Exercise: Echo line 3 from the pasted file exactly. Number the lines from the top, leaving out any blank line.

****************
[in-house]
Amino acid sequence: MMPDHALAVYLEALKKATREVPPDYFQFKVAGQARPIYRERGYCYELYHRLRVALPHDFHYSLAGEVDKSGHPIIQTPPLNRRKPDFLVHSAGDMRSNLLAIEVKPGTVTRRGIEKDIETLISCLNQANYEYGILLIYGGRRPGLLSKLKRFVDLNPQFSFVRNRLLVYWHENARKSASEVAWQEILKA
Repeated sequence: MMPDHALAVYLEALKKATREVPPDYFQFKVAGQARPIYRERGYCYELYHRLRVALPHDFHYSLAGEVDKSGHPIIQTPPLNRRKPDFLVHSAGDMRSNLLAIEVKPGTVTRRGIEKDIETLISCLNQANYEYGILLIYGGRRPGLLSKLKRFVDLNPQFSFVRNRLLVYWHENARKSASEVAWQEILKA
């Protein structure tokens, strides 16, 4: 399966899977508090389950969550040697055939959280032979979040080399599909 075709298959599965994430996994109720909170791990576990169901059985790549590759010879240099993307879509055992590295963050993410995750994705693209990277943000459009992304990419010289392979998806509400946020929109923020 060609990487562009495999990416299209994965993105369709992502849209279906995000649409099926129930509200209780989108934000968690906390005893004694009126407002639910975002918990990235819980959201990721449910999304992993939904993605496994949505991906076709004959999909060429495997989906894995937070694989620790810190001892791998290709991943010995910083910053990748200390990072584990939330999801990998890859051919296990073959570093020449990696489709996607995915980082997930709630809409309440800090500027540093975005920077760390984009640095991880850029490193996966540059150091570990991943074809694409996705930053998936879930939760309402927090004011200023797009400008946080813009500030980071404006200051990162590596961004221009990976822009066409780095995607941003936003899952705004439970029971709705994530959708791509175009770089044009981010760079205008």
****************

Repeated sequence: MMPDHALAVYLEALKKATREVPPDYFQFKVAGQARPIYRERGYCYELYHRLRVALPHDFHYSLAGEVDKSGHPIIQTPPLNRRKPDFLVHSAGDMRSNLLAIEVKPGTVTRRGIEKDIETLISCLNQANYEYGILLIYGGRRPGLLSKLKRFVDLNPQFSFVRNRLLVYWHENARKSASEVAWQEILKA